Editor-at-large Niki Bezzant shows us how simple it can be to ensure you get enough wholegrain foods in your daily meals.
Whole grains are something we often see in healthy eating guidelines, but they don’t get a lot of attention. Recent research and more focus on fibre has thrown these humble diet superstars back into the spotlight.
The Global Burden of Disease study published earlier this year in The Lancet found low intake of whole grains was one of the top dietary risk factors for death and disability-adjusted life-years (DALYs), responsible for around 3 million deaths globally in 2017.
This study used an optimal intake level of 100g-150g daily for whole grains, while average intakes in Australasia are only around 30g daily.
This was on top of another study led by Otago university researchers, also published in The Lancet. This study found a strong link between higher intakes of dietary fibre and wholegrain foods, and a reduction in the risk of a wide range of diseases. The researchers noted there was “convincing evidence” that replacing refined grains with whole grains has a protective effect on health.
A 2011 review published in the BMJ found higher intake of wholegrain cereals helped protect against colorectal cancer, one of our biggest killers. They found 90g of whole grains in a day lowered the relative risk for colorectal cancer by 17 per cent, with higher amounts being better. The diets they looked at contained between 61g-128g of whole grains a day.
So, what is a whole grain?
Technically speaking, it’s a grain that has all three of its parts intact — the endosperm, germ and bran. Whole grains have more fibre, protein and vitamins than refined grains, so they help us feel fuller for longer, provide more nutrients and give us greater health benefits than refined grains. There are lots of ways to get whole grains into your day, so think beyond bread and cereal to embrace their delicious, easy-to-cook and inexpensive goodness.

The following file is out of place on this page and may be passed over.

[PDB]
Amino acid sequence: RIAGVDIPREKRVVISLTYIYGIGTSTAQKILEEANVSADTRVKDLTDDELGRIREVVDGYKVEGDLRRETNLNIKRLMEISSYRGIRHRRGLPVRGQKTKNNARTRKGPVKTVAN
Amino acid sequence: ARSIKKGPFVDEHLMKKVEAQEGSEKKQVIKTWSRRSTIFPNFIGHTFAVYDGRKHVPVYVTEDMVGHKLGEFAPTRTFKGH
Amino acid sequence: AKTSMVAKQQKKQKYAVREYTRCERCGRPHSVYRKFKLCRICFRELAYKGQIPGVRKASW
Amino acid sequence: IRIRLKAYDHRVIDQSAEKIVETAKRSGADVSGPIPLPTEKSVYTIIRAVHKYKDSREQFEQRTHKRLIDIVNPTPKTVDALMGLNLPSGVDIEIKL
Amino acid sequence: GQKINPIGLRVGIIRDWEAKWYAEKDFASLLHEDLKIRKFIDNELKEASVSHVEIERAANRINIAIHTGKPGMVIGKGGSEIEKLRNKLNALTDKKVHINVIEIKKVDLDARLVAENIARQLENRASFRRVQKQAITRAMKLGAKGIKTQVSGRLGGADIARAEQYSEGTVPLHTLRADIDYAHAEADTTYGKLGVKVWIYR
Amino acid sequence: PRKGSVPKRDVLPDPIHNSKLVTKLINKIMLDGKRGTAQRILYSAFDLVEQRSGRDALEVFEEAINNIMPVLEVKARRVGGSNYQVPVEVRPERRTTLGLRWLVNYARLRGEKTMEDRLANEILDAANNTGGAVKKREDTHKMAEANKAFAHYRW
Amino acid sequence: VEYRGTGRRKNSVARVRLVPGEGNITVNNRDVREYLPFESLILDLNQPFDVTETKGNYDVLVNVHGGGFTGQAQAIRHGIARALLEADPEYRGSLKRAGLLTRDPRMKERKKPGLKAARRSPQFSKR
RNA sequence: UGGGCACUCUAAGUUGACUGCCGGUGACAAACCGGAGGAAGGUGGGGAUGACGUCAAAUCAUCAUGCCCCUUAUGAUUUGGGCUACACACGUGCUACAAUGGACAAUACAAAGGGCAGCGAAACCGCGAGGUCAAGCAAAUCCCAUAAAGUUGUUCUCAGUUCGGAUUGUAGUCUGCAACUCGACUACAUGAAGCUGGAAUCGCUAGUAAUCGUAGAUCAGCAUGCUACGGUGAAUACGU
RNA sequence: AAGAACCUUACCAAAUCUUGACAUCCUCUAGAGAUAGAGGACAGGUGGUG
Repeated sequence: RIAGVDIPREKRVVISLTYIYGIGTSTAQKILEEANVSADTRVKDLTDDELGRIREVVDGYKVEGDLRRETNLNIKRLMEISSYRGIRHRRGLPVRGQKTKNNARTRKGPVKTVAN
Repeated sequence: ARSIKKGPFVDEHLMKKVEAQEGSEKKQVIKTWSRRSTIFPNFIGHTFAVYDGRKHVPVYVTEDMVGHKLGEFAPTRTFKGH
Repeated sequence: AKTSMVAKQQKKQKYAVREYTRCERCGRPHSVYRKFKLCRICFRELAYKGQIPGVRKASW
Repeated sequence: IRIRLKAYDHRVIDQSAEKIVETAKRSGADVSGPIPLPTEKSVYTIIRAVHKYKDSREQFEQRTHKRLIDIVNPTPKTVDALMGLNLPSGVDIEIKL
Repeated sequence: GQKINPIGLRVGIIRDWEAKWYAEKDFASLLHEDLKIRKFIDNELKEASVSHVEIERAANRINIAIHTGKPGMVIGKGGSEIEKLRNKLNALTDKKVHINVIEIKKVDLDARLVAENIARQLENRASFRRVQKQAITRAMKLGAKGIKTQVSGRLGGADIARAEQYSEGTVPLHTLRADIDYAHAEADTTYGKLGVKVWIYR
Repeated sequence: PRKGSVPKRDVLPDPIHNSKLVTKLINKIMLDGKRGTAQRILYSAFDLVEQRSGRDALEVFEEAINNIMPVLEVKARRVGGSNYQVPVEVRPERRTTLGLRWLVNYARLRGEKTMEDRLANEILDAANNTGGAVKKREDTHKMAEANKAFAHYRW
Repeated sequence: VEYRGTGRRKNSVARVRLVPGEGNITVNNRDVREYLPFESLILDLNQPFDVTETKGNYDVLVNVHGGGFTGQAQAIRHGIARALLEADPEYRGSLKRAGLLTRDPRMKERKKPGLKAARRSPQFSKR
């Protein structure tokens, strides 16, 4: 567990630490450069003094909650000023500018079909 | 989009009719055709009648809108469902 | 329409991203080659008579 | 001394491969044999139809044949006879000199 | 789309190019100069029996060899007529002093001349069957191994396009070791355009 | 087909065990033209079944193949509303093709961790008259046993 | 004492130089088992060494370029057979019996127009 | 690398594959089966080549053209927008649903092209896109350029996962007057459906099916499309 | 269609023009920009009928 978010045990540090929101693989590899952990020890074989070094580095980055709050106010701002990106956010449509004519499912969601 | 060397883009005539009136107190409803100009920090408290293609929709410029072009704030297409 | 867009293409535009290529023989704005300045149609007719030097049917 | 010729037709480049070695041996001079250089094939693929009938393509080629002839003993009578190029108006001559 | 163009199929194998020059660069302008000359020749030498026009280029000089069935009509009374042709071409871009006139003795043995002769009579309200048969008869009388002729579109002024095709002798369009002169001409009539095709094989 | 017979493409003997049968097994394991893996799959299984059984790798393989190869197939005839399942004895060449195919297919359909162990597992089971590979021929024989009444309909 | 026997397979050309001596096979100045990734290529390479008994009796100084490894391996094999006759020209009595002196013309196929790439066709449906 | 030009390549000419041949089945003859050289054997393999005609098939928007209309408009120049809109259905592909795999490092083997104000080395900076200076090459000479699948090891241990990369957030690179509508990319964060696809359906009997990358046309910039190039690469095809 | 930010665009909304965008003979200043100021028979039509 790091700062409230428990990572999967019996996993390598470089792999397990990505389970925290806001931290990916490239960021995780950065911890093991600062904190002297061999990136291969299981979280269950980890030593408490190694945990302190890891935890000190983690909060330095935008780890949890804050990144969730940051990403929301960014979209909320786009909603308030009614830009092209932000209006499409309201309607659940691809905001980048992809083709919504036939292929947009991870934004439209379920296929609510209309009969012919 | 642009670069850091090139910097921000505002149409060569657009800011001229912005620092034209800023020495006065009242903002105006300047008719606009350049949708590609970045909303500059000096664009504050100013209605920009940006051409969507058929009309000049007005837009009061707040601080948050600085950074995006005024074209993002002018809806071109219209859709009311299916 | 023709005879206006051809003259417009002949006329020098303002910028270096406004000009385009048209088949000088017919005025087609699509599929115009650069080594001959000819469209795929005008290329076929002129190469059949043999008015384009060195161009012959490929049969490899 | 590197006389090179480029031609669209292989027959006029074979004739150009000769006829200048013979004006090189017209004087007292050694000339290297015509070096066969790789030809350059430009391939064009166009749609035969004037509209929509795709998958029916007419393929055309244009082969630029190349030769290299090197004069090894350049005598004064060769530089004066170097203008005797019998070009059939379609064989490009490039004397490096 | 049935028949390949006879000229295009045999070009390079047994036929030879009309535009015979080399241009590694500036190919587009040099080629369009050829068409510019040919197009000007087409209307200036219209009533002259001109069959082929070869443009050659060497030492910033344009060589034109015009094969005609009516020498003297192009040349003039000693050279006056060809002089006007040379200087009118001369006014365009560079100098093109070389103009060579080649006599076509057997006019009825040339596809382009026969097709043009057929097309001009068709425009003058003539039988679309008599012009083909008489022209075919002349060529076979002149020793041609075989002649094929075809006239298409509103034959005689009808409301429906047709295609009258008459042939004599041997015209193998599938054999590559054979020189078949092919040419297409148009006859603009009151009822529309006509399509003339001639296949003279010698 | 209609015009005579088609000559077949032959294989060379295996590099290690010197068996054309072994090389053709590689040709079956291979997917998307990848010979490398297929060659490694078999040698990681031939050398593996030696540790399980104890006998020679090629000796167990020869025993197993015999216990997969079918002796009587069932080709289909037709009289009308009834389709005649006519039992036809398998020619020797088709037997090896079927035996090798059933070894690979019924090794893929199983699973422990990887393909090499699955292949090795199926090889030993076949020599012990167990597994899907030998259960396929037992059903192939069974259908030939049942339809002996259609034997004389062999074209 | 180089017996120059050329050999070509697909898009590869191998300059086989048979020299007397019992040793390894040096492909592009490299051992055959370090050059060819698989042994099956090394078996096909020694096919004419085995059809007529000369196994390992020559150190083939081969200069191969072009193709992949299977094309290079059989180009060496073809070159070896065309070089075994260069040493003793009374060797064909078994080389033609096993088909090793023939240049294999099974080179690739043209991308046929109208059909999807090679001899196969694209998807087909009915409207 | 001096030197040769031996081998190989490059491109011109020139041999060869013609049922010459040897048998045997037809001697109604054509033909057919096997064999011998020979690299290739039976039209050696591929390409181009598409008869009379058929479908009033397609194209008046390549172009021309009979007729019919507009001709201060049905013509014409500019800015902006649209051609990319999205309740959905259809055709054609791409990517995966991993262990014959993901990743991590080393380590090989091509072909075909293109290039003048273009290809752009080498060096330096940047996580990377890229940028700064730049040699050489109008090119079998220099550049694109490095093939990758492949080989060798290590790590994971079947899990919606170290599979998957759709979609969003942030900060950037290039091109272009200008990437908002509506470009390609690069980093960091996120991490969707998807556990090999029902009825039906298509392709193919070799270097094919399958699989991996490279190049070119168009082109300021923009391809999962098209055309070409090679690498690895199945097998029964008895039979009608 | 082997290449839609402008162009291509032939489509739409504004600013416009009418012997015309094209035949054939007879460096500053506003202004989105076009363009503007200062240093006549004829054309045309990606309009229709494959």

Here’s how we can include whole grains at every meal.
While we don’t have a specific recommended target for wholegrain intake, this shows we can easily beat the numbers talked about in the burden of disease study.
This 8700kJ day has around 470g whole grains.
Because we’ve taken every opportunity to include whole grains, this day is super high in fibre (52g). When increasing your fibre intake, it’s best to do it gradually and ensure you get plenty of water as well to help keep everything moving.
Bircher muesli or porridge
¹/³ cup wholegrain oats *
3 tablespoons nuts or seeds
1 apple, grated
½ cup trim milk
½ cup low-fat Greek yoghurt
¼ cup fresh or frozen berries
- 1 slice dark whole rye bread*with peanut butter
- 1 cup carrot sticks
- 2 cups spiced popcorn*
1 cup cooked barley*
¼ cup sweetcorn kernels*
½ red capsicum, diced
1 cup shredded lettuce
¾ cup shredded cooked chicken
¼ avocado, sliced
1 tablespoon chipotle sauce
1 tablespoon low-fat plain
yoghurt or reduced-fat sour cream
Harissa-spiced fish with tabouleh
Combine the below to make tabouleh:
1 cup cooked bulgur wheat *
¼ cup chopped fresh parsley
1 tomato, chopped
½ cup chopped fresh mint
1 lemon, juice and zest
1 tablespoon olive oil
Pan-fry or grill:
150g firm white fish
1 teaspoon harissa paste or curry paste
4 stalks broccolini, or 2 cups broccoli florets
Some whole grains to try:
- brown rice*
- bulgur (cracked wheat)
- wholegrain bread
- wholegrain rye
- wholegrain couscous
- wholegrain oats
- wholegrain pasta
Article sources and references
- Aune D et al. 2011. Dietary fibre, whole grains, and risk of colorectal cancer: systematic review and dose-response metaanalysis of prospective studies. BMJ 343:d6617https://www.bmj.com/content/343/bmj.d6617
- GBD 2017 Diet collaborators. 2019. Health effects of dietary risks in 195 countries, 1990–2017: A systematic analysis for the Global Burden of Disease Study 2017. Lancet 393:P1958-72https://www.thelancet.com/journals/lancet/article/PIIS0140-6736(19)30041-8/fulltext
- Reynolds A et al. 2019. Carbohydrate quality and human health: a series of systematic reviews and meta-analyses. Lancet 393:434-5https://www.ncbi.nlm.nih.gov/pubmed/30638909
- World Cancer Research Fund and the American Institute for Cancer Research, wcrf.org Accessed July 2019https://www.wcrf.org/